Live music tours planned for a national comeback in 2021

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The Australian live music industry is planning a triumphant return in 2021 with several major groups releasing tickets this week for national tours.

Influential promoter Michael Gudinski has called on state governments and fans to help the Australian live music industry bounce back by supporting the first handful of national tours being rolled out for 2021, including rock favorites Midnight Oil.

In a boost for music lovers, nationwide tours on sale this week and next include Midnight Oil, ARIA award winner Amy Shark, popular Sydney rock band DMA’s and Melbourne band Rolling Blackouts Coastal Fever.

The easing of some COVID-19 restrictions across the country allowed Gudinksi – who previously brought Paul McCartney, Bruce Springsteen and Ed Sheeran to Australia – to set dates for the 2021 tours with his company Frontier.

On Tuesday, rock band DMA released tickets for their five-show nationwide tour in September and October 2021. It will feature the band’s new album The Glow and will be their biggest live performance since their appearance in the grand finale of The Glow. ‘AFL in October.

Rolling Blackouts Coastal Fever, which performed at the famous Coachella music festival in California in 2018, began selling tickets for its Sideways To New Italy tour on Thursday, ahead of the April and May shows.

Tickets for Amy Shark’s Cry Forever Tour, a seven-show series slated for June and July next year, start selling from Friday, December 11 ahead of Midnight Oil’s release of tickets for their tour on December 15.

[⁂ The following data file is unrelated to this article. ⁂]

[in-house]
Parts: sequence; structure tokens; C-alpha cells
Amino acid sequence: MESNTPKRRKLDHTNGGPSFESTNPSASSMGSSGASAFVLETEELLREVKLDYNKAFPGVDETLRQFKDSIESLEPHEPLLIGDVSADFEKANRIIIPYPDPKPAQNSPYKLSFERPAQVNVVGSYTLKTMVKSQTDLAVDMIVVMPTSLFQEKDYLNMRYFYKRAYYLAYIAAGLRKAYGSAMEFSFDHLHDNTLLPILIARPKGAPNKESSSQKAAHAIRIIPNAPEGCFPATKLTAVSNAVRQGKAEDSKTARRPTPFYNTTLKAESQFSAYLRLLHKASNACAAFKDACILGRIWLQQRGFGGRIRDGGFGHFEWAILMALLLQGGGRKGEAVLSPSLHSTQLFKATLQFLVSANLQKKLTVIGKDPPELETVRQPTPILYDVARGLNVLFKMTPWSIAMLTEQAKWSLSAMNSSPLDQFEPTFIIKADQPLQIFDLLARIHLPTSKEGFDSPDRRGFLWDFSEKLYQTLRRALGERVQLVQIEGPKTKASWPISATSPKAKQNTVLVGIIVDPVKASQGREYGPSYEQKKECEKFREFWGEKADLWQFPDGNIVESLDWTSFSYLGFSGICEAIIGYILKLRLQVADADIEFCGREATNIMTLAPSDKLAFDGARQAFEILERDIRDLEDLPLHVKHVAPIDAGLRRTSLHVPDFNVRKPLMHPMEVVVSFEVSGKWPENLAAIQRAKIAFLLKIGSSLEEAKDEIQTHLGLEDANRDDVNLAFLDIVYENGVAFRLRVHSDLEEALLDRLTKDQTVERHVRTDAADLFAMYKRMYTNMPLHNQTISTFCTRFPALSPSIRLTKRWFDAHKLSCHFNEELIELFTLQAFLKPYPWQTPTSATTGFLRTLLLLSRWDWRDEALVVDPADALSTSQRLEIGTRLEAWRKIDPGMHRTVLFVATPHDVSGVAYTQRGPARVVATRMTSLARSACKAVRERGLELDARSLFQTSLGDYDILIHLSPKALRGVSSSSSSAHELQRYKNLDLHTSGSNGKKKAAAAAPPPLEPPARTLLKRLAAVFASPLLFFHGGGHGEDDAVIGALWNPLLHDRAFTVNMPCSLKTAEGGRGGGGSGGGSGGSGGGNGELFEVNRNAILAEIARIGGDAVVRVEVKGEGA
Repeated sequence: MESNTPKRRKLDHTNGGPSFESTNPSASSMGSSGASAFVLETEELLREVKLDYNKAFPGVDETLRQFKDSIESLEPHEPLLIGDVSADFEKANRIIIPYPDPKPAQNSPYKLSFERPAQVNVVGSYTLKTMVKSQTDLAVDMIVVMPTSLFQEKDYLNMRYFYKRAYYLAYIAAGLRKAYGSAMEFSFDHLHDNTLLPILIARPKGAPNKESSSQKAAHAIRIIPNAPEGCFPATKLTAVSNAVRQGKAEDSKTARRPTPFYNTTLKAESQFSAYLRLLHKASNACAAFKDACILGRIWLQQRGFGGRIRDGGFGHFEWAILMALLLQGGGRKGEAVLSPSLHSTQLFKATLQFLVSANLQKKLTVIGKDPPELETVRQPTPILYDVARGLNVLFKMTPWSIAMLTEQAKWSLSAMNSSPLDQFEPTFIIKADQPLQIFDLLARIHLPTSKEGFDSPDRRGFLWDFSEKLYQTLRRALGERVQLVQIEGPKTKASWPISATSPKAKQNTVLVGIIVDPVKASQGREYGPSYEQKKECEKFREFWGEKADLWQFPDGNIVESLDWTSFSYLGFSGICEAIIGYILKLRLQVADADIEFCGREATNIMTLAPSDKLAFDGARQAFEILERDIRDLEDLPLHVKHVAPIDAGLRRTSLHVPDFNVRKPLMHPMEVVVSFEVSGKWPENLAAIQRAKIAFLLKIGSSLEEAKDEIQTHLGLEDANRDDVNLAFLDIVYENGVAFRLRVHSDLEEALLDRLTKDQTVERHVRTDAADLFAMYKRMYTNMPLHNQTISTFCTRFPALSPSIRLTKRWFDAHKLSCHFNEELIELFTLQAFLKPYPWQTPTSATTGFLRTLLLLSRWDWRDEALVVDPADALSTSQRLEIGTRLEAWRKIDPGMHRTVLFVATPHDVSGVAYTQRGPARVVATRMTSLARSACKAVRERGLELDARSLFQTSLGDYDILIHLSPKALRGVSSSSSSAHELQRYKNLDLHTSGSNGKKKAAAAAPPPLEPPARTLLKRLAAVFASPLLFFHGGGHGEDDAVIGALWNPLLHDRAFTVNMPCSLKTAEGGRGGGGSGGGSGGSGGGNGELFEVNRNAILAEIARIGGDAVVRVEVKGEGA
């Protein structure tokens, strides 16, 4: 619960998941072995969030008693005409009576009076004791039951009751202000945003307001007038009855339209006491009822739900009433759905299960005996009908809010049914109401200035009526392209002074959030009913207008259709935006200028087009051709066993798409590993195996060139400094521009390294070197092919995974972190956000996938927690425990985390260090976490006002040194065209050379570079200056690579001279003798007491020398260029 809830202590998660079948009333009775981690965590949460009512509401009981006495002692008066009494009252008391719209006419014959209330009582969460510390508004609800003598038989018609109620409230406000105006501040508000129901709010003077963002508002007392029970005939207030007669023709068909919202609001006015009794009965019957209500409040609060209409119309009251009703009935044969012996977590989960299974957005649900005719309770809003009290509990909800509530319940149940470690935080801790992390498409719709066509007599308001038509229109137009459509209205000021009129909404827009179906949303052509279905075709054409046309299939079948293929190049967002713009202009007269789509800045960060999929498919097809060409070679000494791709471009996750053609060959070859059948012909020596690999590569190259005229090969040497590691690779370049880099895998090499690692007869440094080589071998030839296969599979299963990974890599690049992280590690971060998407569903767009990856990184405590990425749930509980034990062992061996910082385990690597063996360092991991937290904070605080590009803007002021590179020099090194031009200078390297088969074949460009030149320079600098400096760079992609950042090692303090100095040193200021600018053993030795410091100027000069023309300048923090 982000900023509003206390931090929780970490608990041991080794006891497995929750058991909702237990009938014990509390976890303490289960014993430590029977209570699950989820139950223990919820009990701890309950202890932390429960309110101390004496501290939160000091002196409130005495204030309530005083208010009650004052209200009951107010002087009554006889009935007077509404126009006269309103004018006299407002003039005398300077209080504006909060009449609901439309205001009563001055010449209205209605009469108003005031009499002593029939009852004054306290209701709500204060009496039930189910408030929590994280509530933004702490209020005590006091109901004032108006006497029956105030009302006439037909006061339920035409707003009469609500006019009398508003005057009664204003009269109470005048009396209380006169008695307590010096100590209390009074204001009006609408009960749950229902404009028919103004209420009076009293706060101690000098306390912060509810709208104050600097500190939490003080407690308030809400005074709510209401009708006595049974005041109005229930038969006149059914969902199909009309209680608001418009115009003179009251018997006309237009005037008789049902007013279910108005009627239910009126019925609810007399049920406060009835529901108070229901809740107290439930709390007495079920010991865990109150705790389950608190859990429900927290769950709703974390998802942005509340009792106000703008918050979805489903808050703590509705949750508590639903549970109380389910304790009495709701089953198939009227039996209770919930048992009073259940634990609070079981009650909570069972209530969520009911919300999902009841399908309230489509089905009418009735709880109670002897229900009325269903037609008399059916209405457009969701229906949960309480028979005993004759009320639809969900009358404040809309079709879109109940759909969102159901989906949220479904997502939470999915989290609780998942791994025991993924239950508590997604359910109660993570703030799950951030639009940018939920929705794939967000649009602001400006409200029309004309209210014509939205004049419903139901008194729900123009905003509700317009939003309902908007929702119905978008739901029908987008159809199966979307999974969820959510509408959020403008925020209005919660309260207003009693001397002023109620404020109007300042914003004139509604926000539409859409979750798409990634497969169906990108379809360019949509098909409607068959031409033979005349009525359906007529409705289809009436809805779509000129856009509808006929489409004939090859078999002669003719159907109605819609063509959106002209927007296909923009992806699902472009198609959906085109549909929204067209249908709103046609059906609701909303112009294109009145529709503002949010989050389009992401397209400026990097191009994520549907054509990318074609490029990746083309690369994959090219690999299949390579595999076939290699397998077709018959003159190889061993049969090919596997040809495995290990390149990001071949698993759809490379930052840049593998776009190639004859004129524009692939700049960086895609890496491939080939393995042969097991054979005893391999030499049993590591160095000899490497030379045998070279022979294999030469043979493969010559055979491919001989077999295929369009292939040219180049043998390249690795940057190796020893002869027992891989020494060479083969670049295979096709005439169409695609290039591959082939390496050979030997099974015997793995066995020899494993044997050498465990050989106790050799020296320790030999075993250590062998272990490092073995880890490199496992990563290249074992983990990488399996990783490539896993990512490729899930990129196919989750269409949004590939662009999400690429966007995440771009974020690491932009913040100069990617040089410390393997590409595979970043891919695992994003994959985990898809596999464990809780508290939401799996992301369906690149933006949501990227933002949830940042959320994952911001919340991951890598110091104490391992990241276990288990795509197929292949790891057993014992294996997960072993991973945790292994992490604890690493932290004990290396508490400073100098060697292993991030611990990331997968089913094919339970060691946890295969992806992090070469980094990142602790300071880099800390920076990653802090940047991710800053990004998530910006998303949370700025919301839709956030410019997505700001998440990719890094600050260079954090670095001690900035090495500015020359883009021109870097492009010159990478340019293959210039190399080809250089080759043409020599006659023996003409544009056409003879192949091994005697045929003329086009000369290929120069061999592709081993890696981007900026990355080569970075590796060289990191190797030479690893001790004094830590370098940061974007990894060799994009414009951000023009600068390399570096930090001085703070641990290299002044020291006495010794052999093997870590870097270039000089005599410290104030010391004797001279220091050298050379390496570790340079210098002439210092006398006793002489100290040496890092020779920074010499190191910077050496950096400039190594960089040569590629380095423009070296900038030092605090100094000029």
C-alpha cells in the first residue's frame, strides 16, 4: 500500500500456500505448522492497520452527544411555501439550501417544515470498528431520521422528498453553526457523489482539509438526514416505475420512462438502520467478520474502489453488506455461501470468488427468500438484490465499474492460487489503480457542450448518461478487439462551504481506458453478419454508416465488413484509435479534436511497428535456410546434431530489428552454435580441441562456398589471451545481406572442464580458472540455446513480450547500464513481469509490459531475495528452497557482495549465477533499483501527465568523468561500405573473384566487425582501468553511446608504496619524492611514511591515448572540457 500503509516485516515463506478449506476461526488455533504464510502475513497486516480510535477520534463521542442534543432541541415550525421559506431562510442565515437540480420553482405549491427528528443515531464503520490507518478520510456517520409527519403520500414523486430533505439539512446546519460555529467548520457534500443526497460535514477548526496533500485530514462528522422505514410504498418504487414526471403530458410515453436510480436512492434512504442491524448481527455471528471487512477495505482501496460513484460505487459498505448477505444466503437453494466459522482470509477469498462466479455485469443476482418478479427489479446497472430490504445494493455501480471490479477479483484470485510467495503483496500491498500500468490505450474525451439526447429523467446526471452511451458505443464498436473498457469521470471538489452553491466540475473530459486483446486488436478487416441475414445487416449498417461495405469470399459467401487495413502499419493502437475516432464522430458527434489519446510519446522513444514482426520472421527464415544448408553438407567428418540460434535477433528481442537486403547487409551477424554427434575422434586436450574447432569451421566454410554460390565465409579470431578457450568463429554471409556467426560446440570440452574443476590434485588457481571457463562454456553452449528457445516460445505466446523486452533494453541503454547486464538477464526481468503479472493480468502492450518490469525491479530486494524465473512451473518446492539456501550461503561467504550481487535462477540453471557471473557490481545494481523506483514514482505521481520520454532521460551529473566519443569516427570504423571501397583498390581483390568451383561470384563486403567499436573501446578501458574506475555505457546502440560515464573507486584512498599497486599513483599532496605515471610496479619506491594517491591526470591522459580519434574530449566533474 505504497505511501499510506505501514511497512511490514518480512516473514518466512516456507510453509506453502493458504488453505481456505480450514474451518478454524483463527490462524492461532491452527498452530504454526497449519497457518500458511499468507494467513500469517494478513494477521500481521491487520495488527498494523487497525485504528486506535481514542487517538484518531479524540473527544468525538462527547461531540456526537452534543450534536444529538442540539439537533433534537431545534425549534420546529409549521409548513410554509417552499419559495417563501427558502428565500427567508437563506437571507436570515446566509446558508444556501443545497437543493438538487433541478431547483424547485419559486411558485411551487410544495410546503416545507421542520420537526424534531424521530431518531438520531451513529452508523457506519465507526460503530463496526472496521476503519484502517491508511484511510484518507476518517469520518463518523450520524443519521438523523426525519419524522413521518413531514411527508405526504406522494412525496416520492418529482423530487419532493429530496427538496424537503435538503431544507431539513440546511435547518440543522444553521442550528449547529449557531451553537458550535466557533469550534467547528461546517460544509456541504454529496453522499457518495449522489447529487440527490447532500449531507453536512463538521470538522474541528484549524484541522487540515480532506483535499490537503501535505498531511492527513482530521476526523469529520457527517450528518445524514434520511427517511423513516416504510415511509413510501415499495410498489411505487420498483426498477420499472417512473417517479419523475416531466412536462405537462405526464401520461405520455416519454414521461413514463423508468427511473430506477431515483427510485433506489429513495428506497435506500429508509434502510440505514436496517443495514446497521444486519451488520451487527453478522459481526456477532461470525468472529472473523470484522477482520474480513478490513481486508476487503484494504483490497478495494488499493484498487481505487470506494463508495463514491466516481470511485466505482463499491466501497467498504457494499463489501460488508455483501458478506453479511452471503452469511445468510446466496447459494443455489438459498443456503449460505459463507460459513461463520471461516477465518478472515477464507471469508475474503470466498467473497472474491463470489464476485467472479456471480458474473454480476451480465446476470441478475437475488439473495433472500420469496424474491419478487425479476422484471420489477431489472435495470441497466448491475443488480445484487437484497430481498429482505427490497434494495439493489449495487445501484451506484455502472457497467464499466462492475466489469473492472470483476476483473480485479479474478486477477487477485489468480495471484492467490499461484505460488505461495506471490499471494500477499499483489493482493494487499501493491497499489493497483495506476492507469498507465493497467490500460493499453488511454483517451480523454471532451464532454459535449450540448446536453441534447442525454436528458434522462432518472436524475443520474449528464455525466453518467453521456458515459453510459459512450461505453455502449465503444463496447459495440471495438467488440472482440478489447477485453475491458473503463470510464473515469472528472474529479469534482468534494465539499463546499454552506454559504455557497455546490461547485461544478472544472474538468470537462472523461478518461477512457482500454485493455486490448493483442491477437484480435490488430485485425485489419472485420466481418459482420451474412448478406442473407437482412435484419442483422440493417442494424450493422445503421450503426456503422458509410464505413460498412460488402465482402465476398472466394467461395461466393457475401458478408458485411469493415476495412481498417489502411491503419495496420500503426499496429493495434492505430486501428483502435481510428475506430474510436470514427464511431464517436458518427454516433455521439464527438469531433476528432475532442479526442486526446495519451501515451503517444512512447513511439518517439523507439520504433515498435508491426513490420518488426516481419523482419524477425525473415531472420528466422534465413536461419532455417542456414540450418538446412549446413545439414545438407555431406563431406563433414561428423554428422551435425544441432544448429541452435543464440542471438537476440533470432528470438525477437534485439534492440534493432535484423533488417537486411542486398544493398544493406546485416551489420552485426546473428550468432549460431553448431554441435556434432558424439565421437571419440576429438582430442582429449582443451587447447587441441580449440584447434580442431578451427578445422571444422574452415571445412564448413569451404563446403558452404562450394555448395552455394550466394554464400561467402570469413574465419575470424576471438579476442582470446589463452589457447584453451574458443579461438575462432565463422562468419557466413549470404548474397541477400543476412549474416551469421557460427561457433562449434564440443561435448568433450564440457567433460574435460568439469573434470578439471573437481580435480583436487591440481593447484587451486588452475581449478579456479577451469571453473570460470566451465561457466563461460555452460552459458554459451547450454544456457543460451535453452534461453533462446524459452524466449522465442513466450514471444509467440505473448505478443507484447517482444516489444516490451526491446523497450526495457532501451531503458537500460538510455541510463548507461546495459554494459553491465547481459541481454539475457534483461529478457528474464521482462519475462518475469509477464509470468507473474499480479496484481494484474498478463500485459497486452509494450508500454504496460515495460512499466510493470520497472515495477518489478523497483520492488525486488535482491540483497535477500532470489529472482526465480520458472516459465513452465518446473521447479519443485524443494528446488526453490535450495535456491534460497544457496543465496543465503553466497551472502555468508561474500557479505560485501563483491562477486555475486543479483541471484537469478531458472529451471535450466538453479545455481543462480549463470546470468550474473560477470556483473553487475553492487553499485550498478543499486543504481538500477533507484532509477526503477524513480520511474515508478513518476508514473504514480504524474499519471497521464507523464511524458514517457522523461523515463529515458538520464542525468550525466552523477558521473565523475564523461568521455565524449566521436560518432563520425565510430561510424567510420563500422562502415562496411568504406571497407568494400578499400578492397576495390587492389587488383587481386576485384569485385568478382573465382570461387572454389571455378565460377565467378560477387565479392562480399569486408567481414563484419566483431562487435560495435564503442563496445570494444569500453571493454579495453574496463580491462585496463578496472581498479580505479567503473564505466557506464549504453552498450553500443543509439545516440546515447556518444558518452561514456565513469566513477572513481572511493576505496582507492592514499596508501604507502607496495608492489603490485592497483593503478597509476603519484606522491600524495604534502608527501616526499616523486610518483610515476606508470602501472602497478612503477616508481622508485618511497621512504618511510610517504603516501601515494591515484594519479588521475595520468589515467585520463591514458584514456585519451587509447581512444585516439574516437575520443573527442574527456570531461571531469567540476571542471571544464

Gudinski said it was a happy time for live music, arguably the industry hardest hit in Australia during the pandemic due to restrictions on public gatherings.

“It has been a time of humility for our industry, nothing can replace the experience of seeing a band perform live,” Gudinksi told NCA NewsWire.

“It’s time for artists like DMA’s and Midnight Oil to come back on stage; it’s been a long way back, but the two artists are about to happen.

“As our live music industry awaits a vaccine and international tours remain on hold, this is the perfect opportunity for Australian artists to get back on the road.

“I hope 2021 will see the public fully embracing and supporting our amazing Australian artists; we need the fans to start making plans and buying these tickets.

The DMAs this year presented a series of COVID-safe shows in Sydney in front of 150 people, who were seated and socially distanced at the Factory Theater in Marrickville.

Band member Johnny Took said the band was excited to perform in front of bigger crowds next year.

“We have spent this unprecedented year writing and collaborating and we can’t wait to return to these places and perform songs from The Glow,” Took said.

Gudinksi urged state governments to align crowd restrictions for live music with sporting events.

For example, NSW relaxed restrictions on closed, ticketed and seated events to accommodate up to 5,000 people. The relaxed laws now also allow open-air theaters to return to 100% capacity and indoor theaters to 75% capacity.

Last month, nearly 50,000 fans gathered at Suncorp Stadium in Brisbane to watch the third installment of the State of Origin rugby league series.

“Contemporary music is the most popular part of the arts; the capacities of venues and crowds need to be kept consistent in all areas, not just sporting events, ”said Gudinski.

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